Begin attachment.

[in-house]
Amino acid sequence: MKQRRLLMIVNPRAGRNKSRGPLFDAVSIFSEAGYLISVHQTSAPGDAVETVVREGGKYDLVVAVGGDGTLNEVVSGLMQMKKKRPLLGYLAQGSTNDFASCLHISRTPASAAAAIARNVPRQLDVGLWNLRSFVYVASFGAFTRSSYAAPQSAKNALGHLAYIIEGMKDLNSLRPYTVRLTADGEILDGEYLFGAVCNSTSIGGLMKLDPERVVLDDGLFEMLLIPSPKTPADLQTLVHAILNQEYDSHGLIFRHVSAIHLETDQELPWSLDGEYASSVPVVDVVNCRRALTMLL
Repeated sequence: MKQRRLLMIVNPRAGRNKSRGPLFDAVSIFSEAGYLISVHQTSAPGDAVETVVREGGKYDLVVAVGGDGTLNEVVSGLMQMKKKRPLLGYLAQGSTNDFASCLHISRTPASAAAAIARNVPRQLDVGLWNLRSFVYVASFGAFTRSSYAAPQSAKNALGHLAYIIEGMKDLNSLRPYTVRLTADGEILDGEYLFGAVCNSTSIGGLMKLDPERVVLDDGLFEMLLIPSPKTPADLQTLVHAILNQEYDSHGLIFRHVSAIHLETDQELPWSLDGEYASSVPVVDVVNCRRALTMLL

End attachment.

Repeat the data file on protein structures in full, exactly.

[in-house]
Amino acid sequence: MKQRRLLMIVNPRAGRNKSRGPLFDAVSIFSEAGYLISVHQTSAPGDAVETVVREGGKYDLVVAVGGDGTLNEVVSGLMQMKKKRPLLGYLAQGSTNDFASCLHISRTPASAAAAIARNVPRQLDVGLWNLRSFVYVASFGAFTRSSYAAPQSAKNALGHLAYIIEGMKDLNSLRPYTVRLTADGEILDGEYLFGAVCNSTSIGGLMKLDPERVVLDDGLFEMLLIPSPKTPADLQTLVHAILNQEYDSHGLIFRHVSAIHLETDQELPWSLDGEYASSVPVVDVVNCRRALTMLL
Repeated sequence: MKQRRLLMIVNPRAGRNKSRGPLFDAVSIFSEAGYLISVHQTSAPGDAVETVVREGGKYDLVVAVGGDGTLNEVVSGLMQMKKKRPLLGYLAQGSTNDFASCLHISRTPASAAAAIARNVPRQLDVGLWNLRSFVYVASFGAFTRSSYAAPQSAKNALGHLAYIIEGMKDLNSLRPYTVRLTADGEILDGEYLFGAVCNSTSIGGLMKLDPERVVLDDGLFEMLLIPSPKTPADLQTLVHAILNQEYDSHGLIFRHVSAIHLETDQELPWSLDGEYASSVPVVDVVNCRRALTMLL